Descendants of racetrack legend conceived artificially could be winning entrants in beauty competitions or sold on at a profit.
Pedigree camels go under the hammer for Dh2m
ABU DHABI // Young camels, many descended from one of the UAE's most prized racetrack winners, went under the hammer for as much as Dh200,000 each last night at the Abu Dhabi International Hunting and Equestrian Exhibition (Adihex).
The 15 camels, all conceived through artificial insemination at the Veterinary Research Centre in Sweihan, were sold for a total of Dh2.16 million. One bidder paid Dh1.06 million for seven camels. Proceeds from the auction at the Abu Dhabi National Exhibition Centre, go towards camel breeding research at the centre. Some of the camels were as young as seven months old and they were tied to an older camel while being guided out to the auction floor. Many of those on the auction block were siblings and the third generation descending from Jabbar, one of the best-known camels in the region's racing history.
Though it has always been a tradition, camel racing has become more popular in recent years as artificial insemination becomes more common and makes it easy to reproduce offspring from prize-winning male and female racing camels, said Irfan Ahmed Khan, director of clinical laboratories and camel treatment at the centre. Because camel pregnancies are long, typically lasting 13 months, the fertilized embryos are flushed out of the uterus after conception and distributed to as many as 16 surrogate mothers in one year.
"In this way, we have been very successful in being able to breed many of the best camels possible," Mr Khan said. The young camels have not been trained and prices were based solely on their lineage, Mr Khan said. Many bidders are simply making an investment and hope to later sell the camels at a heftier price. Last year, someone bought a camel for Dh300,000 and then sold it for Dh3 million. Most of the camels sold for between Dh100,000 and Dh200,000. The priciest camel ever sold at an auction held by the centre went for Dh6 million. Last year, 18 camels were sold at the auction for more than Dh2 million.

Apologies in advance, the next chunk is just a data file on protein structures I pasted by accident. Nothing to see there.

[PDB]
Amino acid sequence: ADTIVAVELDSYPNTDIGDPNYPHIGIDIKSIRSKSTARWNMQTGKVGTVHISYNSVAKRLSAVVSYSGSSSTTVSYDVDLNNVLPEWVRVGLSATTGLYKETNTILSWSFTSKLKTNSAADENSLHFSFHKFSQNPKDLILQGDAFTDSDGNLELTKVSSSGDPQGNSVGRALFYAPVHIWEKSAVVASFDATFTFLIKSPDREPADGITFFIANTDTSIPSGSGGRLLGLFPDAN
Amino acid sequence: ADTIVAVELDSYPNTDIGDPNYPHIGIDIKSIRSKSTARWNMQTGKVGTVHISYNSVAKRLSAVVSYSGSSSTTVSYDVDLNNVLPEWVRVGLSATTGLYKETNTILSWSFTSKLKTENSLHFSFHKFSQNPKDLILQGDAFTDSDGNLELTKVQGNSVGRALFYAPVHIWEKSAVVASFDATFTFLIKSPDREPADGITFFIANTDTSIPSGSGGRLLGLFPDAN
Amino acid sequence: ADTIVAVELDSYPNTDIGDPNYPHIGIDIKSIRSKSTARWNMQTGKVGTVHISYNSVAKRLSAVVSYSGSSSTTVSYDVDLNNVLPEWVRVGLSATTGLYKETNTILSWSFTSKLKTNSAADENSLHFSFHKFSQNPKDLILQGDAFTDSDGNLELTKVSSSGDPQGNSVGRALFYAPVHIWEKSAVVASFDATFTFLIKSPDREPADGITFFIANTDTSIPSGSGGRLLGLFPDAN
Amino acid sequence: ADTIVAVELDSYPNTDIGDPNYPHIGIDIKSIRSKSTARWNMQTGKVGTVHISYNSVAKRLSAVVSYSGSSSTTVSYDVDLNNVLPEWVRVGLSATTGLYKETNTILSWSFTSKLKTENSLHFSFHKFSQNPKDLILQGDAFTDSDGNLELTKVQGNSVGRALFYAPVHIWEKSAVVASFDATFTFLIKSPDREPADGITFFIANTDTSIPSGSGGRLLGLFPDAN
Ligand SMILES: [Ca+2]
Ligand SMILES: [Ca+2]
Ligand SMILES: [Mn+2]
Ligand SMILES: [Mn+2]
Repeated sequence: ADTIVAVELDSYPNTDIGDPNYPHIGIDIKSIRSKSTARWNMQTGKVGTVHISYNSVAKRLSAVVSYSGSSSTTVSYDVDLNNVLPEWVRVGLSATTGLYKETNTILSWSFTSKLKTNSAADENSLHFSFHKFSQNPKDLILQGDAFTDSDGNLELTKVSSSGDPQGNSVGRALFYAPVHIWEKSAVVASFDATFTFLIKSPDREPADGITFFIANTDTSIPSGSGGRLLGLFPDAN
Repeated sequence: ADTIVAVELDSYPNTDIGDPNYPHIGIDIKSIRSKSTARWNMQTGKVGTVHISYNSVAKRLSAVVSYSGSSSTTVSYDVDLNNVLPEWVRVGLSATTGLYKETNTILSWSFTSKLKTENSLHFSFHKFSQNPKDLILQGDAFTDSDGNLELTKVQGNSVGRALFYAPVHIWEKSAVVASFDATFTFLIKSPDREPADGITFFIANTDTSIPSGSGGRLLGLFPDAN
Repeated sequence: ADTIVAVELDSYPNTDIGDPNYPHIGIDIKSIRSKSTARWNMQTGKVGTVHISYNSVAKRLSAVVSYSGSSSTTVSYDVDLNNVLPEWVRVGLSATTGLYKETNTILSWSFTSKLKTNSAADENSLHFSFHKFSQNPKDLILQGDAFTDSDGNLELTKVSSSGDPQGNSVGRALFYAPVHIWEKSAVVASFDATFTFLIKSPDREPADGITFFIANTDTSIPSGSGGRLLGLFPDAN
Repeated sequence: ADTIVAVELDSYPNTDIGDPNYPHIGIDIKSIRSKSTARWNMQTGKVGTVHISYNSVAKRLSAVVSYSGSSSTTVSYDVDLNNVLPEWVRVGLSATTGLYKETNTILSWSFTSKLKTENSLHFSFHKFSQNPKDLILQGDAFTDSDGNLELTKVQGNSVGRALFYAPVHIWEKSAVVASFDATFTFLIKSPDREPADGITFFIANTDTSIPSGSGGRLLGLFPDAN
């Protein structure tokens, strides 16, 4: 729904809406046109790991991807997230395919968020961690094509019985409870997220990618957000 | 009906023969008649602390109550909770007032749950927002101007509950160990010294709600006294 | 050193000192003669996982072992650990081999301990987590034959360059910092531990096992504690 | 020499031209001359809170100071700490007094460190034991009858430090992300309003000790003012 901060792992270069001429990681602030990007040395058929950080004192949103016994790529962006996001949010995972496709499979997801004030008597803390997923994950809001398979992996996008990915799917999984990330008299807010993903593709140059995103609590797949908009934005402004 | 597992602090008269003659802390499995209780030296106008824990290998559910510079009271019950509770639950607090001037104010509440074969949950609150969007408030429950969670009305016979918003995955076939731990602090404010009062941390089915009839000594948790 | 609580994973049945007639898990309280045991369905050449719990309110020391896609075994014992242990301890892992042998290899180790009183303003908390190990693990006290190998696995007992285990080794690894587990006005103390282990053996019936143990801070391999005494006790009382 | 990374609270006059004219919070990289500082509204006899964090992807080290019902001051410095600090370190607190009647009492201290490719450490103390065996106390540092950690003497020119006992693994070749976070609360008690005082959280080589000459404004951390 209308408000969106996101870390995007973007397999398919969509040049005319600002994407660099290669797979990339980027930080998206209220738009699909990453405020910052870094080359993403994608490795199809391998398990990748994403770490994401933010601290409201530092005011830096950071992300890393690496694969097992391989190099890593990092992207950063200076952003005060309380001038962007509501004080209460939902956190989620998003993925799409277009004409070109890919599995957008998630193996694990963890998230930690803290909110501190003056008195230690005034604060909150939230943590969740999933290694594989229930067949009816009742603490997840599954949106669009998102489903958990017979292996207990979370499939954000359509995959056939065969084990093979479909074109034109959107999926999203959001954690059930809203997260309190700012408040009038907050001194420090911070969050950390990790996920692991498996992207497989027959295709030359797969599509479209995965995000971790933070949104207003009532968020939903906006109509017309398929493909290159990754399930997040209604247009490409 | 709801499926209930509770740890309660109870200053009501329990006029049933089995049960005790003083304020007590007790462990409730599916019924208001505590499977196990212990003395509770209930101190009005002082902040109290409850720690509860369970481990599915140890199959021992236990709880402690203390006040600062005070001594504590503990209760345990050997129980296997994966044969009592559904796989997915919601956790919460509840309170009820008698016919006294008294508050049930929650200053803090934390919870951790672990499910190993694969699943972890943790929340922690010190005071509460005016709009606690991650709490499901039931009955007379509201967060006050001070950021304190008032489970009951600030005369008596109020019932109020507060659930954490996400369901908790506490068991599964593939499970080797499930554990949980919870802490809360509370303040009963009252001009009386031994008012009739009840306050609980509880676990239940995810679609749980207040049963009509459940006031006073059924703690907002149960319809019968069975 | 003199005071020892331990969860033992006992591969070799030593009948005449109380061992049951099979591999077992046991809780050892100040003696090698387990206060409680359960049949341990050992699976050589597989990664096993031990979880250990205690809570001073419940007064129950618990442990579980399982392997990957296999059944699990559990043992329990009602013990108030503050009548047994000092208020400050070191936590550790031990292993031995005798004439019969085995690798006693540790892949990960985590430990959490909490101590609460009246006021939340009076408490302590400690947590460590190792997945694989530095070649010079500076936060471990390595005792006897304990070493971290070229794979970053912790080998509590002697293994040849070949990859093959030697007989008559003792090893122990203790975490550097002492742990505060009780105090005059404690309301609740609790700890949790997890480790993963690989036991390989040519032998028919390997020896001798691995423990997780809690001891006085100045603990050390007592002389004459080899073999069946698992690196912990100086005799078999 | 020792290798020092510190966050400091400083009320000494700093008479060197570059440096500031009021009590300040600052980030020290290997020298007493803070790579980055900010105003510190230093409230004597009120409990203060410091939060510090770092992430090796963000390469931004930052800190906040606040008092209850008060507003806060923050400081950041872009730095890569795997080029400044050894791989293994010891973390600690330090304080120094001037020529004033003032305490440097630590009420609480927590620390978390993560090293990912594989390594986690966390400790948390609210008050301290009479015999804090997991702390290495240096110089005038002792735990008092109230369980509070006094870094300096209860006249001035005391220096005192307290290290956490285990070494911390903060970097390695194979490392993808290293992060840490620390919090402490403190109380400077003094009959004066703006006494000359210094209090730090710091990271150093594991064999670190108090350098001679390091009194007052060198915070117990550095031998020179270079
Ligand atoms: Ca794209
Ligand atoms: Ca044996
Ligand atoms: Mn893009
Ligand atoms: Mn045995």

Rashed al Mansouri, of Abu Dhabi, made tenders on five of the camels, but was outbid for each one. He currently owns 55 camels on a farm in Dibba, and he often enters his animals into camel beauty contests. He said he was disappointed he did not take any home from the exhibition. "I have been following who their parents are, who their grandparents were," Mr al Mansouri said. "They were winners in many races, and I would have been proud to own a camel with that background."
The veterinary centre plans to hold a larger auction in April at Al Wathba Camel Race Track, where about 80 camels will be sold. It has been holding the auctions for five years as interest in camels has grown, Mr Khan said. Last year, two auctions were held due to high demand. Helen Cary, who was visiting Abu Dhabi from South Africa and had just had henna painted on her hands at a nearby exhibition tent, sat in the stands behind the bidders at her first camel auction.
"I was told they were very expensive, so I'm not bidding, just enjoying the show," she said. "It's been great just to talk to people here about what a big part of the culture and tradition this is." Adihex, which has more than 500 exhibitors of guns, hunting equipment and falcons, will run until tomorrow. Features include an Arabic coffee brewing competition at 5 pm each day and beauty contests for salukis from 12pm to 2 pm.
More than 18,360 people visited the show on its opening day, according to the Abu Dhabi Authority for Culture and Heritage, which is supporting the event. @Email:firstname.lastname@example.org